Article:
Coast Starlight #11--Any other pointers?

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OBS Chief
Jun 5, 2012
Well, just a little over 2 weeks until the big train ride!! I have a question. My parents are in Room C, and I am in Roomette 2--both our rooms are on the same side of the sleeper. On what side of the train will we be on heading south to LA? We want to see Mount Shasta ( and also perhaps the trestle repaired miraculously by the "Trestle Angels.") . We will be passing through that area around midnight, but we're hoping to get moonlight to illuminate Mount Shasta. We could go to the Sightseer Lounge, but the lights will be on, making it difficult to see and take pictures due to the glare.

I've pretty much gone over all the questions and suggestions for this trip. Are there any other pointers I should know about? I plan to have a special "Train Talk" tomorrow with my parents.


Sep 4, 2016
Orcas Island, Washington
You never know what side you'll be on until the train pulls into the station! You either get a view of Mount Shasta or the coast. I always love my travels on the Coast Starlight, no matter which side I'm on!


Jul 22, 2009
Washington State
No way to know. Superliner sleepers are designed to run either end forward and do. It depends on how the car was oriented when it was switched into the consist. At least a couple of times I've been on it in recent years, the sleepers in the same consist were oriented in opposite directions (coupled roomette end to roomette end).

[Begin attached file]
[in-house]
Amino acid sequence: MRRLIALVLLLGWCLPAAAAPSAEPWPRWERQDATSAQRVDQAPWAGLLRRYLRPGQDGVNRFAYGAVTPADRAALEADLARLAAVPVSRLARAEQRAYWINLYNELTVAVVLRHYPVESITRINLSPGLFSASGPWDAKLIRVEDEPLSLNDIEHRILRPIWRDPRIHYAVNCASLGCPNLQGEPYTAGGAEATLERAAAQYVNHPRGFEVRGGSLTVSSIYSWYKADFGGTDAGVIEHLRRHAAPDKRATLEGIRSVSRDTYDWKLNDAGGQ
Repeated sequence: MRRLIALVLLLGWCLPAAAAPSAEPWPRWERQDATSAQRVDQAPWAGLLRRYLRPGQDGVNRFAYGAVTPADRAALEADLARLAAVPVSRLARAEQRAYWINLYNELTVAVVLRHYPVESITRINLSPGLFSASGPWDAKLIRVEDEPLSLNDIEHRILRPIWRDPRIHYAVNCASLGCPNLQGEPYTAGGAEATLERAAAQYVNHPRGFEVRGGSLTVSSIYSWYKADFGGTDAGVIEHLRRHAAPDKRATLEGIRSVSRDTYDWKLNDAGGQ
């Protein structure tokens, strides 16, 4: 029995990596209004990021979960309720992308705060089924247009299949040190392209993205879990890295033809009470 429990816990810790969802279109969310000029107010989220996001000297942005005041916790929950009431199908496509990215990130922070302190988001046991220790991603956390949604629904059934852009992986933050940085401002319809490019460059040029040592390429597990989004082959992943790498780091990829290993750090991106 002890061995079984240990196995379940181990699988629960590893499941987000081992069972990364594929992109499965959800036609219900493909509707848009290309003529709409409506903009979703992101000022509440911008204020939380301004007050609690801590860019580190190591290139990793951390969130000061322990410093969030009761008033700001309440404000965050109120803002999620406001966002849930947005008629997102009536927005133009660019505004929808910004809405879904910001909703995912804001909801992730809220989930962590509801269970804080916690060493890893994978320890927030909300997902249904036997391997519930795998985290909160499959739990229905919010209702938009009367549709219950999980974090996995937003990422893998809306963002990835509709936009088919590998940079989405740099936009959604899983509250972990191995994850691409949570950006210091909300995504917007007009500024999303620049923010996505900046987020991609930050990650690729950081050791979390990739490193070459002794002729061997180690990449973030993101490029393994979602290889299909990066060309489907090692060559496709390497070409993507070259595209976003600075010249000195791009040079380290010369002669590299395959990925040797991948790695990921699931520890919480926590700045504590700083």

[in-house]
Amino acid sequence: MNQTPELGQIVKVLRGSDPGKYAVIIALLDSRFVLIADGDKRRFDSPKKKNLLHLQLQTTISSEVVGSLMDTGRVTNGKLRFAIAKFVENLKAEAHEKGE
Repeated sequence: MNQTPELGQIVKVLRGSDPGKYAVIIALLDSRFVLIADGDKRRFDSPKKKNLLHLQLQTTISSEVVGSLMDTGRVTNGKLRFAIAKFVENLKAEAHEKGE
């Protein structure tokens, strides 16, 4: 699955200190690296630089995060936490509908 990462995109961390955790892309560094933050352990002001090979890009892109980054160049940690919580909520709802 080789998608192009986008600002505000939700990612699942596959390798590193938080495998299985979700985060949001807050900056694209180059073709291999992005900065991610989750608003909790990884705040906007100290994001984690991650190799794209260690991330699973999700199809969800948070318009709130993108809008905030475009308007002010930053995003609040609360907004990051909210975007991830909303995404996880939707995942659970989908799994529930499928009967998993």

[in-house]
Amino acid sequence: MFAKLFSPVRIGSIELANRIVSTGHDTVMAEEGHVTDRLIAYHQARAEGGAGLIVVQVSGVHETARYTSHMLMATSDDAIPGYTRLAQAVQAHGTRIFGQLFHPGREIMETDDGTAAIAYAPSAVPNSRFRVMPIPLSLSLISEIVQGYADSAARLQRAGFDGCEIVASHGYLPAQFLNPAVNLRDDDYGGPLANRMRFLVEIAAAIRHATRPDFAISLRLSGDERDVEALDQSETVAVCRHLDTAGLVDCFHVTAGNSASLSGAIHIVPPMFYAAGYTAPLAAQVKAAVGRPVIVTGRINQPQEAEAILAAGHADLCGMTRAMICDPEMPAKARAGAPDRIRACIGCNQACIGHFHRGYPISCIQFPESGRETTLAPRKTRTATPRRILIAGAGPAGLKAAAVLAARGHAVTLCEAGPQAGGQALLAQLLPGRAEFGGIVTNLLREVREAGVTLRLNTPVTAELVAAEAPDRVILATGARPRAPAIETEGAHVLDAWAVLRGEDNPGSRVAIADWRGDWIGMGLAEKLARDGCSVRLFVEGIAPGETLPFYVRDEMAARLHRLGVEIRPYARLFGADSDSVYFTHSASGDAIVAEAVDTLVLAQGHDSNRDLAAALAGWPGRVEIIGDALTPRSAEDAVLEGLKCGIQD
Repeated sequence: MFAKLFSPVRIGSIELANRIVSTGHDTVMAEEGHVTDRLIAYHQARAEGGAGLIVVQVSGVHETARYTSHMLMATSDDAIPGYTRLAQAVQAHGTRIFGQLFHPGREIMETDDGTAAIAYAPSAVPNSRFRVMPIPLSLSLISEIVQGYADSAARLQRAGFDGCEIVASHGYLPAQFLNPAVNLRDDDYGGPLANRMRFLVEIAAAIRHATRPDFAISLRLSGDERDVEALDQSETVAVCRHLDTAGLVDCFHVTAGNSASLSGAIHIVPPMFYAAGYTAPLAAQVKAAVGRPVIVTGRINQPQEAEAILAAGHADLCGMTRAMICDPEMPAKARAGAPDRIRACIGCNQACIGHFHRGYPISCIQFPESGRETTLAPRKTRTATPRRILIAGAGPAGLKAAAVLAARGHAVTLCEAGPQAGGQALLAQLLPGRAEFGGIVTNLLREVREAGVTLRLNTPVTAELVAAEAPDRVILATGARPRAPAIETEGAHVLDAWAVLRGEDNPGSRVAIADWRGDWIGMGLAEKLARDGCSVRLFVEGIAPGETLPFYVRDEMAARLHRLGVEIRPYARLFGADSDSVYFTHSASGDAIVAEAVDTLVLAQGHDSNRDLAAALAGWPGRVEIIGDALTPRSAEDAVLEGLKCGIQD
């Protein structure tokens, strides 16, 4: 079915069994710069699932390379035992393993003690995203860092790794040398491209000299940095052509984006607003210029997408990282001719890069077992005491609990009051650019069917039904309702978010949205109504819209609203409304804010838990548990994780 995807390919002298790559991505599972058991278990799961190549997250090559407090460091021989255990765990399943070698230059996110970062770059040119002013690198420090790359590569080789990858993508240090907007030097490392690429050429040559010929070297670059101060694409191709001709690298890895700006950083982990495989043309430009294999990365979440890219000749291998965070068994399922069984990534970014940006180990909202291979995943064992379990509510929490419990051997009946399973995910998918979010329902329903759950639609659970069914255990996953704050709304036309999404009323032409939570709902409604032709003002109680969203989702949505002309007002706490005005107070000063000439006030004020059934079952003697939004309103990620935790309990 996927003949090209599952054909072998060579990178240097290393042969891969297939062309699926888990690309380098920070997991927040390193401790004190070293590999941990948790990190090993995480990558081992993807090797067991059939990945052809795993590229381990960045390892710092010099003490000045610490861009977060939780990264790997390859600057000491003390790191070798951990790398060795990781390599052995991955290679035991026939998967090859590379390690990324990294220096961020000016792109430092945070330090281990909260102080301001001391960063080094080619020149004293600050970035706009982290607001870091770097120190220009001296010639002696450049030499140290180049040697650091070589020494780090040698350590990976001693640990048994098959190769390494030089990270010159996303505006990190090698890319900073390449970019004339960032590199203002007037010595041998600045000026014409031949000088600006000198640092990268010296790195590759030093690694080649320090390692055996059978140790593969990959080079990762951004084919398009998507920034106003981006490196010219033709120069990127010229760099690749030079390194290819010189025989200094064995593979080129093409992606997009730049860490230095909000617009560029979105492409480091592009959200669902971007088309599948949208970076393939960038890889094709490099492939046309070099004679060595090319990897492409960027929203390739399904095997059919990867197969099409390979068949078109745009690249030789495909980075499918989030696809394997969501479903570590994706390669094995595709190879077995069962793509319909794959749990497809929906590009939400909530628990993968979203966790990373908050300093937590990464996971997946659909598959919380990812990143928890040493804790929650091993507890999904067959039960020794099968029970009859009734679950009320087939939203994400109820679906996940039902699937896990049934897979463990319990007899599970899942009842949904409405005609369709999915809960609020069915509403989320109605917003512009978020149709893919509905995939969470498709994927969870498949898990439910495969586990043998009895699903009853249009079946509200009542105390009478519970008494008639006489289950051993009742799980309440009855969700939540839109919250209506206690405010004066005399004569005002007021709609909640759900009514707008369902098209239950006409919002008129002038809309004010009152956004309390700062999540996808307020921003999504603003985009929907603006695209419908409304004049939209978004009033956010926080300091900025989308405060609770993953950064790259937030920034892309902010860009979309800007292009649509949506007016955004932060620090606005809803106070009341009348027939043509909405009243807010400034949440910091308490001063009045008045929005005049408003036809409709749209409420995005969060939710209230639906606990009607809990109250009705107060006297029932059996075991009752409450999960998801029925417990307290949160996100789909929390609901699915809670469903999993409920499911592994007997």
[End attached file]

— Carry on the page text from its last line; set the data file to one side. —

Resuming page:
While the ocean is on the right side, the best view of the crossing of the Oregon Cascades is on the left, as is coming down Cuesta and the Goldtree Horseshoe.

Enjoy the run along the Puget Sound just past Tacoma. The Point Defiance Bypass should be going into service in just a matter of weeks now, and that stretch will be bypassed for an inland run close to Interstate 5. After the Point Defiance Bypass goes into service, there will no passenger trains on the route along the Sound around Point Defiance, including passing under the Tacoma Narrows Bridges.

Only other pointer is be prepared to get woken up in Sacramento. They have really intense white LED lights on the platform there that are just the right height to shine into the upper level rooms. The relatively thin curtains now in use don't really stop them.
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Mar 6, 2007
Re inside light glare ...

Make or buy a collapsible rubber lens hood contraption that fits over your lens at the small end (you could attach it to a regular screw-on sun shade if you are making it, or however you attach things to your camera) and seals against the window on the big end. Make sure it is big enough that it doesn't show in the photo you take, especially if you are thinking of wide angle shots. I mention wide angle because that is often your best bet for a view that comes up suddenly and you don't really have time to frame it.

If you are shooting from your room, just close the curtain and stick your head under it, kind of like those old-time photographers had to do.

For a moonlit shot from a moving train, suggest experimenting with someone else driving a car to see what you can do, both camera settings and angle of shot relative to your motion. Someone here might know the train speed on that stretch, it isn't any of that 79 mph business, probably closer to 30. Hopefully you won't have so much smoke by then so you'll actually get light from the moon. Of course any sunrises or sunsets will be spectacular and lengthy if the smoke is bad.

Another place to shoot is standing in the vestibule, window closed of course but you'll have access to both sides.

I think the south side of Mt. Shasta is the most beautiful but I'm probably prejudiced because that is the side that hovers above the highway whenever I drive north to Chico on a clear day.